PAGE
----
“If a person will have upon his skin of his flesh…a tzara’as affliction…he shall be brought to Aaron the Kohen (priest) or one of his sons the Kohanim” (Vayikra/Leviticus 13:2) Our Sages explain that of the different manifestations of the tzara’as affliction, the form that attacked the body was the result of improper speech. If a person slandered someone else or did not fulfill a sworn oath, he was stricken with tzara’as sores. Of all of the external and internal sicknesses existent in G-d’s creation, why did He choose a disease similar in appearance to leprosy as the punishment befitting one who errs with his speech?
The Torah testifies to Adam’s creation as, “And G-d the L-rd formed the man of dust from the ground and he blew into his nostrils the soul of life and the man became a living soul.” (Beraishis/Genesis 2:7) Targum Onkelos (authoritative Aramaic interpretive translation by the Tannaic-era proselyte Onkelos, c.90) elucidates that the “living soul” of Adam was the spirit of speech. Thus, the Torah illuminates that the essence of the soul, the essence of the human, the attribute that elevates man over the entirety of the animal kingdom as the power of decisive, intelligent speech. The Talmud (Tractate Sanhedrin 99b) expands this concept by stating that the entire purpose of the birth of mankind is the righteous use of his speech.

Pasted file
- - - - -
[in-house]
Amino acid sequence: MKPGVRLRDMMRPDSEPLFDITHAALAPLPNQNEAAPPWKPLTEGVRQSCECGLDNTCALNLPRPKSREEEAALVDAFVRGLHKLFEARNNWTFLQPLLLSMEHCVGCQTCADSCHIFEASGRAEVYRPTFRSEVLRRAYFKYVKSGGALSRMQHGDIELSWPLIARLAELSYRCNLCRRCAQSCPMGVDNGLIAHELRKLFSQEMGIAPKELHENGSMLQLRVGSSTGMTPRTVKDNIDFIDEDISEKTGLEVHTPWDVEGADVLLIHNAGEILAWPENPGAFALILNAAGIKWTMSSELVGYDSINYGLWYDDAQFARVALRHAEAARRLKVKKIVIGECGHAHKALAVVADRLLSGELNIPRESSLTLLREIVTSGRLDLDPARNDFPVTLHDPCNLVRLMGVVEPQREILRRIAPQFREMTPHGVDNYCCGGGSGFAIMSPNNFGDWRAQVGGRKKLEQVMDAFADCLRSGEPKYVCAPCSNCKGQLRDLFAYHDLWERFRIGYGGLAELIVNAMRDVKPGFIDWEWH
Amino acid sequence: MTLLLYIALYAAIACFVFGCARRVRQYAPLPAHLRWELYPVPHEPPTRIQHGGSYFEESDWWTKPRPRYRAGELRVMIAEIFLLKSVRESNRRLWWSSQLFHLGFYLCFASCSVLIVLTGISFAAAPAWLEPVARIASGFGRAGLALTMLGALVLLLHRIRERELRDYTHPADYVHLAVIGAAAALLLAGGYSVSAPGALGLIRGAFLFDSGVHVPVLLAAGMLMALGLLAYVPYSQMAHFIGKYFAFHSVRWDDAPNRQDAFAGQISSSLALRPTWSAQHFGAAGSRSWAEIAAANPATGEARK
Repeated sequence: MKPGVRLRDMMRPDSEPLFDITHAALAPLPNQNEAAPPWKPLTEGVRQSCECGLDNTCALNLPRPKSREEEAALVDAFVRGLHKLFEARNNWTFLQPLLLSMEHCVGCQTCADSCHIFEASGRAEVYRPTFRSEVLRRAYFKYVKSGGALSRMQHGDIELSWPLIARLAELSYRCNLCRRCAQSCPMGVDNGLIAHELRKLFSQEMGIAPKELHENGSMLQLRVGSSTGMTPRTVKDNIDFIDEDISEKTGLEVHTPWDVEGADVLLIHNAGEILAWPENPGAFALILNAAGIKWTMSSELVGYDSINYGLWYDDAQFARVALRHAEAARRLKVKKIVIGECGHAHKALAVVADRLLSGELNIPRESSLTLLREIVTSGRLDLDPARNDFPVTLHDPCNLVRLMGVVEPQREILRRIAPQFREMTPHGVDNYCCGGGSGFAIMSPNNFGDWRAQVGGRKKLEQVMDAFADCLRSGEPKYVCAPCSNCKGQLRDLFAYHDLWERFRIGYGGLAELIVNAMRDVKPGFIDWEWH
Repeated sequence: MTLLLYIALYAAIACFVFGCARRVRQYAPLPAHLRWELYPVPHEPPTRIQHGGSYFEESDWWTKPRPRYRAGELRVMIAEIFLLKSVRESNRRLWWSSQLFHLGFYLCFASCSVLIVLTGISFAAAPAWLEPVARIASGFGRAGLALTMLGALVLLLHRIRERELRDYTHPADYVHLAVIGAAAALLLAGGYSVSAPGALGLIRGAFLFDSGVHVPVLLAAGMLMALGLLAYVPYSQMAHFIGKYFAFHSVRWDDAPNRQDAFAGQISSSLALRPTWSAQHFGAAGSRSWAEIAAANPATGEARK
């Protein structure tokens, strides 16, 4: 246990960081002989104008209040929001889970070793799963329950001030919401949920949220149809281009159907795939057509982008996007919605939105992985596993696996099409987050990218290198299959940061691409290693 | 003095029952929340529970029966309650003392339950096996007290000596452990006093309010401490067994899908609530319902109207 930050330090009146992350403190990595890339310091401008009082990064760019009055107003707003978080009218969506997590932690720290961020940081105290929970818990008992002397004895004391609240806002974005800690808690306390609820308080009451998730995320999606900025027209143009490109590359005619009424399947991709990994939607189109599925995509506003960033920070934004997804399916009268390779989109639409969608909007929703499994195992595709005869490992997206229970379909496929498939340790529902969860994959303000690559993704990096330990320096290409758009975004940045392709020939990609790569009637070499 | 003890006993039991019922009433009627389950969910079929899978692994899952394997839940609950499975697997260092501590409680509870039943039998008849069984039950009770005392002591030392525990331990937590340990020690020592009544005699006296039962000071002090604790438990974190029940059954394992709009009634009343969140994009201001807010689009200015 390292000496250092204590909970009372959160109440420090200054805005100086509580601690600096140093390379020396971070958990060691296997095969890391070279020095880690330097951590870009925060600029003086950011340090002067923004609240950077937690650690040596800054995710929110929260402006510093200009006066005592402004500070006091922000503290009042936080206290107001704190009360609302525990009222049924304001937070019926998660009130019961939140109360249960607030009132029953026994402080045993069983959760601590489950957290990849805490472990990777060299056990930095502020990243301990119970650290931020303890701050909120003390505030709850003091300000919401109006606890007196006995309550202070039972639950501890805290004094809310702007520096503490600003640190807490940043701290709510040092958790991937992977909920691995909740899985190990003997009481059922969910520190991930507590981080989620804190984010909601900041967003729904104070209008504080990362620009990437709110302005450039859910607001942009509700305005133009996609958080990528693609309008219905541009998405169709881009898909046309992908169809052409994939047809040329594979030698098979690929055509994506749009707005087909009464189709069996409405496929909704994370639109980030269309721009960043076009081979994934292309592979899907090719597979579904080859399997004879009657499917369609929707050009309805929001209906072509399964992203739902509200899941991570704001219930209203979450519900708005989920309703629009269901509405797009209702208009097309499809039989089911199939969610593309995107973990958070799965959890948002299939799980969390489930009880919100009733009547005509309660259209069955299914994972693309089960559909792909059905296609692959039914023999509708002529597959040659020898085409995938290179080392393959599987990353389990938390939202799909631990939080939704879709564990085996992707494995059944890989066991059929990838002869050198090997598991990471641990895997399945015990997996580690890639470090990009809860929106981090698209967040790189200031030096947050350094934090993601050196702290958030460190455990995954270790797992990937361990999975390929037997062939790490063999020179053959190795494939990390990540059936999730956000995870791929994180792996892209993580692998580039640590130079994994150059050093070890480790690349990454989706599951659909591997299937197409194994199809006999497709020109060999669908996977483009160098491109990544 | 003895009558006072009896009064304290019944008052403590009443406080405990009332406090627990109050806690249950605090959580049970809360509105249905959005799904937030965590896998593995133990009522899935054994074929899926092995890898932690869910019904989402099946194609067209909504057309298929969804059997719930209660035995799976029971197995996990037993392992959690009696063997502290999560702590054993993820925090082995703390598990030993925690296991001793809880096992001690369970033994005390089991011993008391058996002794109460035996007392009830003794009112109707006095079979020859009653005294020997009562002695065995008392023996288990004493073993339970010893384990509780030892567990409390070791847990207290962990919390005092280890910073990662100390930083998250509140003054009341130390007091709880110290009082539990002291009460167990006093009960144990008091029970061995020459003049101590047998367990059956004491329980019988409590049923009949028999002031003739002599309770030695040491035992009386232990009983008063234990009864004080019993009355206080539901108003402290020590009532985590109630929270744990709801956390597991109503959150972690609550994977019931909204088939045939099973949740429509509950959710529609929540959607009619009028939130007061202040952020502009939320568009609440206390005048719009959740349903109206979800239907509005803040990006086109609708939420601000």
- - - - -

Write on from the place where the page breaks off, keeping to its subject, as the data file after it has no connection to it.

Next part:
Rabbi Yitzchok Goldwasser, in his work Be’eros Yitzchok, clarifies that a person who is frivolous with his speech indicates that he does not appreciate his elevated status above the rest of the animals of creation. He is not focusing on his spiritual self and using speech to elevate his soul to its fullest potential. The purpose of tzara’as was to have the bearer become disgusted by his own physical appearance. While in such an unappealing physical state, the afflicted will comfort himself with the knowledge that the physical body is merely the “clothing” adorning the real person – the soul – within. That soul that defines the person remains unblemished by the sores of tzara’as; it is only affected by the holiness present in (or absent from) his words and deeds. With this renewed consciousness and reorganization of priorities, the bearer will then shift his focus away from the vanities of the material world and strive to maximize his spiritual potential by using his speech – indeed, all of his G-d given resources and talents – properly.
Have a Good Shabbos!
Copyright © 2003 by Rabbi Pinchas Avruch and Project Genesis, Inc.
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